"But as nuclear weapons spread, the calculus of deterrence grows increasingly ephemeral. It becomes ever more difficult to decide who is deterring whom and by what calculations." Finally, the experience with the proliferation network demonstrates the consequences to the international order of the spread of nuclear weapons even when the proliferating country does not meet the formal criteria of rogue state.

"For these reasons, it is the fact, not the provenance, of further proliferation that needs to be resisted. The loathsomeness of a regime that undertakes proliferation compounds the problem and provides a sense of urgency, but in this analysis it is not the decisive factor. We should oppose nuclear proliferation even to a democratic Iran.

"How do we prevent the diplomatic process from turning into a means to legitimise proliferation rather than avert it? We must never forget that failure will usher in a new set of nuclear perils dwarfing those that we have just surmounted."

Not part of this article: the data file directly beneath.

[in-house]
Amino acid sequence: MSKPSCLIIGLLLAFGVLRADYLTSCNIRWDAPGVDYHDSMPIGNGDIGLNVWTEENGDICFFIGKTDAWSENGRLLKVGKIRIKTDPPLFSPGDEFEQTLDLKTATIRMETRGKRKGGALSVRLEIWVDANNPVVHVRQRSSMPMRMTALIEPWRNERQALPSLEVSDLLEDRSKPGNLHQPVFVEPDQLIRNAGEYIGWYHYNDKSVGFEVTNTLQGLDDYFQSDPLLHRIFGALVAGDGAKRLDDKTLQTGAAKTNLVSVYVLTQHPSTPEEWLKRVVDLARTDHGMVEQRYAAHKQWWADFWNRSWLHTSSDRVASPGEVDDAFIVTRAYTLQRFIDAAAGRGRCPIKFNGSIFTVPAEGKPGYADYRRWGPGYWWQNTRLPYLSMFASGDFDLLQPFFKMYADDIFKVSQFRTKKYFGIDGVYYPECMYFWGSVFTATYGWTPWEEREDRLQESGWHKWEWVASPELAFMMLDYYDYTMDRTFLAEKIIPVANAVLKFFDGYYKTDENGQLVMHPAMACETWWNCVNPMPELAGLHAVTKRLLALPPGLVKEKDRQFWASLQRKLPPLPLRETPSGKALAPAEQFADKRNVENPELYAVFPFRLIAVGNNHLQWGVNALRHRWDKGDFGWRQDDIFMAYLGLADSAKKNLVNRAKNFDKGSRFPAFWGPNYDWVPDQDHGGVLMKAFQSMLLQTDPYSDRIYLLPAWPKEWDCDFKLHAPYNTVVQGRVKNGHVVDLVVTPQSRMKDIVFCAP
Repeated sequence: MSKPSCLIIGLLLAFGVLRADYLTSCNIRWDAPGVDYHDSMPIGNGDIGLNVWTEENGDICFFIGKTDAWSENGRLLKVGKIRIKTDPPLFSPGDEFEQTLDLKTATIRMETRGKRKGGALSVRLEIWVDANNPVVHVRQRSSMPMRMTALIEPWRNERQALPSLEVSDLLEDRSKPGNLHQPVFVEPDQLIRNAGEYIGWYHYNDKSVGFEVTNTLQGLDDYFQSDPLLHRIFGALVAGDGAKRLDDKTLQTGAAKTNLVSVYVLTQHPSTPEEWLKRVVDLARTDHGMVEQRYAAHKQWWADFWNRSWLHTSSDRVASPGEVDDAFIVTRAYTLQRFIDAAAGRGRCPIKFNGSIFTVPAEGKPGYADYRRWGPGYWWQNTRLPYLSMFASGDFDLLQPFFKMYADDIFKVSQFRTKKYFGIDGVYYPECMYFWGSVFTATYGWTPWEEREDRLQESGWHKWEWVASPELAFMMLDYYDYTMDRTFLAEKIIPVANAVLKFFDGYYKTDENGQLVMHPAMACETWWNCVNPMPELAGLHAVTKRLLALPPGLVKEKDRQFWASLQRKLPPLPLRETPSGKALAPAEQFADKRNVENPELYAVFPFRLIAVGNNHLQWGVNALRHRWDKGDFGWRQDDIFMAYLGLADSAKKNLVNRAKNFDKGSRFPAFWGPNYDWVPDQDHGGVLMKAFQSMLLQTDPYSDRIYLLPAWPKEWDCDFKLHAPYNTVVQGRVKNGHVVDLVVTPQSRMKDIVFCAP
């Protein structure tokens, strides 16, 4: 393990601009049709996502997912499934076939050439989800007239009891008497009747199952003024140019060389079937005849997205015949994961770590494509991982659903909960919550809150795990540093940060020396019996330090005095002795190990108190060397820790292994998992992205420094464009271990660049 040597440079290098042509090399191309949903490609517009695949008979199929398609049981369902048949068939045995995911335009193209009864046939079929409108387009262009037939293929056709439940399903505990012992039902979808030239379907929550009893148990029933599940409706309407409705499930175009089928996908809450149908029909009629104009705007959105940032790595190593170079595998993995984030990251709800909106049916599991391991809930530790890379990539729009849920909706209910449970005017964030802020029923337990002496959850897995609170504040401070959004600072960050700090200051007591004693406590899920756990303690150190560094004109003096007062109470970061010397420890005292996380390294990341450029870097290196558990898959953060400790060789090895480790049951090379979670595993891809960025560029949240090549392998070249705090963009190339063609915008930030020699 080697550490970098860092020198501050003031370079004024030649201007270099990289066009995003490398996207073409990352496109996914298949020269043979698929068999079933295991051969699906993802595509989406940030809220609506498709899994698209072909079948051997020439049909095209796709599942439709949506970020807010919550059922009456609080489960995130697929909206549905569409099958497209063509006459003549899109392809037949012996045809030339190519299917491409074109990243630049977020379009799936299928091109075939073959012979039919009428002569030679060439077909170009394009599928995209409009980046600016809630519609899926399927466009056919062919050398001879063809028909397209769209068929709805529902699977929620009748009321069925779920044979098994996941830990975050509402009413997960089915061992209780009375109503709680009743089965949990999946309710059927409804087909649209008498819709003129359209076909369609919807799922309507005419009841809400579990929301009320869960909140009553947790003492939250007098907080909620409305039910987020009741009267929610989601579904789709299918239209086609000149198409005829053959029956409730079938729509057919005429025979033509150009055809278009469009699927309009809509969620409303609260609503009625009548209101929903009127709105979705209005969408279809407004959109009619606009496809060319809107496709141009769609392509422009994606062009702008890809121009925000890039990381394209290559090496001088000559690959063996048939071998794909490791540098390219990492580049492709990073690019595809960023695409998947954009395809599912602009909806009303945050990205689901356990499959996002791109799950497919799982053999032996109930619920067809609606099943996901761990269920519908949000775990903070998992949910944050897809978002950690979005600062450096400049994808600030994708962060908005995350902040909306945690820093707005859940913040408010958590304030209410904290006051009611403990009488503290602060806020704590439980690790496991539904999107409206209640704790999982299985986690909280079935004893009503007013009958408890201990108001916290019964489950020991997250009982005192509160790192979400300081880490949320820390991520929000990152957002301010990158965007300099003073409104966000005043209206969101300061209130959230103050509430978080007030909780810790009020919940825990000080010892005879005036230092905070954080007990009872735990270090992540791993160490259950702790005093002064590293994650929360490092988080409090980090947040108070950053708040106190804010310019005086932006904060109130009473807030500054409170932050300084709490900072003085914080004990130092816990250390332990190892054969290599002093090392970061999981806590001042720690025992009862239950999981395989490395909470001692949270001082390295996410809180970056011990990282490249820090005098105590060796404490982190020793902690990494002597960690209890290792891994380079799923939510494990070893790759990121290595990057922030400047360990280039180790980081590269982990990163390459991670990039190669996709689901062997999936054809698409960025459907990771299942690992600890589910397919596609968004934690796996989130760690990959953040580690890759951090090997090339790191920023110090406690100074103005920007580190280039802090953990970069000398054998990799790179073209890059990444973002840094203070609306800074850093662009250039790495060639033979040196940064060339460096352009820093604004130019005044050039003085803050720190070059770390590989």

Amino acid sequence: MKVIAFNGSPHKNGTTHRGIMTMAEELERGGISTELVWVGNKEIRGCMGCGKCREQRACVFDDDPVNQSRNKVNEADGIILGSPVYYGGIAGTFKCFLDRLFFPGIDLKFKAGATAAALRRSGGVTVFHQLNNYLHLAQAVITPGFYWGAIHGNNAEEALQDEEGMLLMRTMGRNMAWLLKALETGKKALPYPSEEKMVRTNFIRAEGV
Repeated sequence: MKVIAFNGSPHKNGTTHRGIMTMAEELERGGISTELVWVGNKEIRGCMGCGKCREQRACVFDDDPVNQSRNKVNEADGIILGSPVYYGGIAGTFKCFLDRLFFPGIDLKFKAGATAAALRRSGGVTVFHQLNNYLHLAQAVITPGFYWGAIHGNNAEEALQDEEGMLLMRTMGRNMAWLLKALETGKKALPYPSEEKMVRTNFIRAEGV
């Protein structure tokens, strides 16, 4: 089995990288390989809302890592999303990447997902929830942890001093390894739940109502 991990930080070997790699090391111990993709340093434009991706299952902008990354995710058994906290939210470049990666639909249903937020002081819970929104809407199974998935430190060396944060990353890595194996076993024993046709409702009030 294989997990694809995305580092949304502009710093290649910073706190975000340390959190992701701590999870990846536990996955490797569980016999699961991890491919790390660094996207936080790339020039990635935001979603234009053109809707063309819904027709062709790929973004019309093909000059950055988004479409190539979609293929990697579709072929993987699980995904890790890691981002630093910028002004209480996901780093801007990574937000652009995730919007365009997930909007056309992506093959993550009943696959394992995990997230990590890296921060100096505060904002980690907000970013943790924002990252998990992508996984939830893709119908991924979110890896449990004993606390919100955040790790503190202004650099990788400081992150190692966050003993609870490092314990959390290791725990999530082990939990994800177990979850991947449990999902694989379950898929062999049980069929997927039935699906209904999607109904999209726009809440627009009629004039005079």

Recently the doddering warrior, accused by many as a war criminal, was put on an American Channel .The very idea of Iran having a bomb gave him the hillibillies.

In 1970s when my son in school first learnt what getting hillbilly's means, a good actor, he tried to express it by facial and voice contortions like some cartoon characters. But he was no match for Henry Kissinger's act of fear, which most of the world or any one "who is not with us, is against us" has lived with, since USA dropped two Atomic bombs on Hiroshima and Nagasaki.

(K Gajendra Singh, served as Indian Ambassador to Turkey and Azerbaijan in1992 -96. Prior to that, he served as ambassador to Jordan (during the1990 - 91Gulf war), Romania and Senegal. He is currently chairman of the Foundation for Indo-Turkic Studies, in Bucharest. The views expressed here are his own.)